Although the American University in Cairo (AUC) has retracted a decision that included banning full face veils, the niqab, inside its campus premises, still the idea of niqabis’ presence in any public space remains a controversial and unresolved issue as long as it remains banned and unwelcomed in other places.
In mid-December, AUC declared a decision to ban female students, faculty members, and workers from wearing the niqab inside the university, justifying that the move was for security reasons.
The decision is “to guarantee the security and safety of the community inside the campus by verifying the identity of everyone and seeing each other, and considering that the policy of entering the university changes from time to time, according to the conditions that the university administration sees,” according to the university.
The decision was overturned after the university administration met with some of those who are “affected” by the decision and discussed the issue with them. Also, students and workers expressed their rejection and voiced their concerns.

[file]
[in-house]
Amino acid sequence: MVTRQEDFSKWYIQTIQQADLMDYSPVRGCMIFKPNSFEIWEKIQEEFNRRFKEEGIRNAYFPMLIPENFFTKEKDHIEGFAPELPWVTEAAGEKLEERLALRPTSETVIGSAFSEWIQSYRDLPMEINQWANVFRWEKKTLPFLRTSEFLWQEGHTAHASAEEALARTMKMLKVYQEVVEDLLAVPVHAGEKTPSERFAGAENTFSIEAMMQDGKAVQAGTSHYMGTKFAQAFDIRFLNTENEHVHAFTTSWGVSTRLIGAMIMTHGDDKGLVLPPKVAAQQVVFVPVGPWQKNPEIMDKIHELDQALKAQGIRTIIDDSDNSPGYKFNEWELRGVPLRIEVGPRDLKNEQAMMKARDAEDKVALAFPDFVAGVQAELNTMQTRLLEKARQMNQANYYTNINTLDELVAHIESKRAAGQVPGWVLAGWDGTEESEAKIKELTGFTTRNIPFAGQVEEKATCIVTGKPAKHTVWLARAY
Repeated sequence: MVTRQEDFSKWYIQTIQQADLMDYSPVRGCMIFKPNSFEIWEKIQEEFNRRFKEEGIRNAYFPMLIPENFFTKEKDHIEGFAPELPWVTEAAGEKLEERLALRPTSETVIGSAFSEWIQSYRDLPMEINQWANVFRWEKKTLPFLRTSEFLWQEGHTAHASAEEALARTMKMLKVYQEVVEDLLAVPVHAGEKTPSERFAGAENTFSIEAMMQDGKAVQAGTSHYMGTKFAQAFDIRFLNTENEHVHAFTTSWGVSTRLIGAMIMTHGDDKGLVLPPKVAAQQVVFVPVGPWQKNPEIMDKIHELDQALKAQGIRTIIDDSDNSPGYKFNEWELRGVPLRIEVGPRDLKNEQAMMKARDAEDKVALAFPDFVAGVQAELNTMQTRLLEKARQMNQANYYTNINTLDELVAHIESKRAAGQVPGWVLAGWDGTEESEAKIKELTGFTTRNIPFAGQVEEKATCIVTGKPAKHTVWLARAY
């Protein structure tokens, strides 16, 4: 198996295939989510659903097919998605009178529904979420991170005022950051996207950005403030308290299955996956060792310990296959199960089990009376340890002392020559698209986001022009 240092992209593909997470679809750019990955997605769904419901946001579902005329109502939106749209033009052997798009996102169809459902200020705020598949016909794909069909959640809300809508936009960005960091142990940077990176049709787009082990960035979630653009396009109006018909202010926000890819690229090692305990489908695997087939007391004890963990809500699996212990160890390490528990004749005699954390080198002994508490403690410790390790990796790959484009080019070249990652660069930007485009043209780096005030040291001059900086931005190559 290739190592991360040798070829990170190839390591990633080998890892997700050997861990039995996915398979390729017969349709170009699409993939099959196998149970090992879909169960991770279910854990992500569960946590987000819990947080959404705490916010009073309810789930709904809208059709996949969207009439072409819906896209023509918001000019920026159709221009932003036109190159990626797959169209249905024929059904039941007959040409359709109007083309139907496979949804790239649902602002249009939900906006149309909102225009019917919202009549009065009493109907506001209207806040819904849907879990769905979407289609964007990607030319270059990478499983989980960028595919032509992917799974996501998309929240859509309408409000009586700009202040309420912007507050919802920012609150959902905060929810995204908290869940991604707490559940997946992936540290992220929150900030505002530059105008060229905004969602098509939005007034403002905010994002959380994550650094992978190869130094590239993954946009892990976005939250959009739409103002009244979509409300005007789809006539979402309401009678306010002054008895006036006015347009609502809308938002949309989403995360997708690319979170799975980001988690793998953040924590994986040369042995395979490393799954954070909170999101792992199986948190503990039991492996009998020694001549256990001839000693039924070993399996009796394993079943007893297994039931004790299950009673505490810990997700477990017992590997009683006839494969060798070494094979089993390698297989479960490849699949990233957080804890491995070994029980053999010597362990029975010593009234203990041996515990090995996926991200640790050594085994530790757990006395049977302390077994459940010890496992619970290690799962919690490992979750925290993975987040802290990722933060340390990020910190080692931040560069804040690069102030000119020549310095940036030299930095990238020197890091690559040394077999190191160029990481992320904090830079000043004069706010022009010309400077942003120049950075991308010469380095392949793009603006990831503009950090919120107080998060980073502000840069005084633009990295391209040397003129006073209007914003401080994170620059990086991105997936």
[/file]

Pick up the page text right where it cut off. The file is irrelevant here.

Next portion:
AUC has sent an email to all niqabi students informing them that they can enter the university wearing the face cover until the end of their education.
“We sent a message to niqabi students of the university, stressing allowing them to enter campus normally, without taking their niqab off, until they finish their education,” Rehab Saad, communications officer at AUC, said.
Only three students currently wear the face cover, Saad reportedly said, adding that the decision to lift the ban is not final and may be reversed at the beginning of next academic year.
However, many observers see adding restrictions to the life of full face-covered females could be categorised as discrimination and, in a way, is banning them from practising their social life freely like any person, but some believe that this is for the safety of society, as many crimes were committed by people wearing full face veils.